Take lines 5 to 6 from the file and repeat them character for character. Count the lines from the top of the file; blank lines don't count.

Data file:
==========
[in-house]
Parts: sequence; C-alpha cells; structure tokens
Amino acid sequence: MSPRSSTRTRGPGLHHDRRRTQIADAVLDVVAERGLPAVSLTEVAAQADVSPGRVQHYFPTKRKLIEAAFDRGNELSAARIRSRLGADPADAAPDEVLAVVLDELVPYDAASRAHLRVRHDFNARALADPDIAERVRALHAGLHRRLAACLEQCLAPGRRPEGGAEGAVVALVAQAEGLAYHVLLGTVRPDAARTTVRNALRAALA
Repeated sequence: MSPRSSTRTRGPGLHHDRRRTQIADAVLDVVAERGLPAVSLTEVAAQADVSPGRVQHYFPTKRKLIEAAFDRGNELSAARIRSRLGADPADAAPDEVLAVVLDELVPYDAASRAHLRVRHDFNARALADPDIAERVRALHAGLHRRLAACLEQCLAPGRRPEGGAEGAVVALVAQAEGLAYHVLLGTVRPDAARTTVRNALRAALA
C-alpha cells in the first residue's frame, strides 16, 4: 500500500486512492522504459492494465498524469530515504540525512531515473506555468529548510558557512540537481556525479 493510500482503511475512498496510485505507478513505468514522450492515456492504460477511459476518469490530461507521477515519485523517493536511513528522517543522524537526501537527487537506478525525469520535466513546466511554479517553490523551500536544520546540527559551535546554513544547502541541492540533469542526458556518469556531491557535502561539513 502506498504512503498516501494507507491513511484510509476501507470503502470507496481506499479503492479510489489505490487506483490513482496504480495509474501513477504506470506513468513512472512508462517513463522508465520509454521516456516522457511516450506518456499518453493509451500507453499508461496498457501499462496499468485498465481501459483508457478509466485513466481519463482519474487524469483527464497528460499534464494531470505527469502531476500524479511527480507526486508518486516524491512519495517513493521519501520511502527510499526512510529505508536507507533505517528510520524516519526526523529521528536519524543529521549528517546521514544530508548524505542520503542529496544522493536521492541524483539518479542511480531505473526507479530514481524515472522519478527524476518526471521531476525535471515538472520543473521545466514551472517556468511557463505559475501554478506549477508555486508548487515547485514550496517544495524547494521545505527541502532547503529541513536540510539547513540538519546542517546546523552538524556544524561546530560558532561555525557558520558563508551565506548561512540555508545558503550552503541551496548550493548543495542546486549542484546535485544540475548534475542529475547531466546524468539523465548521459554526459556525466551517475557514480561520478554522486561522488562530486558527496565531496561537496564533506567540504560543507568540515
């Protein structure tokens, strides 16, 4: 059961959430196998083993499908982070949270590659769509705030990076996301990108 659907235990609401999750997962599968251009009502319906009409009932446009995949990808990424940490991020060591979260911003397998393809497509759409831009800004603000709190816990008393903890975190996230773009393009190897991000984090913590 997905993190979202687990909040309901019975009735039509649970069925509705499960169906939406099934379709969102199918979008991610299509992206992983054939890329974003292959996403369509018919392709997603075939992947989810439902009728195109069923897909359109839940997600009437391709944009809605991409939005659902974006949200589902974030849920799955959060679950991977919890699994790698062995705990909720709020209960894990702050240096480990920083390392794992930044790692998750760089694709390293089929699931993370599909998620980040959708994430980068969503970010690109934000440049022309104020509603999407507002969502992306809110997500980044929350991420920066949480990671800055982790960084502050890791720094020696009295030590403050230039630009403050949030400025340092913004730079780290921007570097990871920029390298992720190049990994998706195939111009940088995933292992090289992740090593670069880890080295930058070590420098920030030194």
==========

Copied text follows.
C-alpha cells in the first residue's frame, strides 16, 4: 500500500486512492522504459492494465498524469530515504540525512531515473506555468529548510558557512540537481556525479 493510500482503511475512498496510485505507478513505468514522450492515456492504460477511459476518469490530461507521477515519485523517493536511513528522517543522524537526501537527487537506478525525469520535466513546466511554479517553490523551500536544520546540527559551535546554513544547502541541492540533469542526458556518469556531491557535502561539513 502506498504512503498516501494507507491513511484510509476501507470503502470507496481506499479503492479510489489505490487506483490513482496504480495509474501513477504506470506513468513512472512508462517513463522508465520509454521516456516522457511516450506518456499518453493509451500507453499508461496498457501499462496499468485498465481501459483508457478509466485513466481519463482519474487524469483527464497528460499534464494531470505527469502531476500524479511527480507526486508518486516524491512519495517513493521519501520511502527510499526512510529505508536507507533505517528510520524516519526526523529521528536519524543529521549528517546521514544530508548524505542520503542529496544522493536521492541524483539518479542511480531505473526507479530514481524515472522519478527524476518526471521531476525535471515538472520543473521545466514551472517556468511557463505559475501554478506549477508555486508548487515547485514550496517544495524547494521545505527541502532547503529541513536540510539547513540538519546542517546546523552538524556544524561546530560558532561555525557558520558563508551565506548561512540555508545558503550552503541551496548550493548543495542546486549542484546535485544540475548534475542529475547531466546524468539523465548521459554526459556525466551517475557514480561520478554522486561522488562530486558527496565531496561537496564533506567540504560543507568540515
């Protein structure tokens, strides 16, 4: 059961959430196998083993499908982070949270590659769509705030990076996301990108 659907235990609401999750997962599968251009009502319906009409009932446009995949990808990424940490991020060591979260911003397998393809497509759409831009800004603000709190816990008393903890975190996230773009393009190897991000984090913590 997905993190979202687990909040309901019975009735039509649970069925509705499960169906939406099934379709969102199918979008991610299509992206992983054939890329974003292959996403369509018919392709997603075939992947989810439902009728195109069923897909359109839940997600009437391709944009809605991409939005659902974006949200589902974030849920799955959060679950991977919890699994790698062995705990909720709020209960894990702050240096480990920083390392794992930044790692998750760089694709390293089929699931993370599909998620980040959708994430980068969503970010690109934000440049022309104020509603999407507002969502992306809110997500980044929350991420920066949480990671800055982790960084502050890791720094020696009295030590403050230039630009403050949030400025340092913004730079780290921007570097990871920029390298992720190049990994998706195939111009940088995933292992090289992740090593670069880890080295930058070590420098920030030194």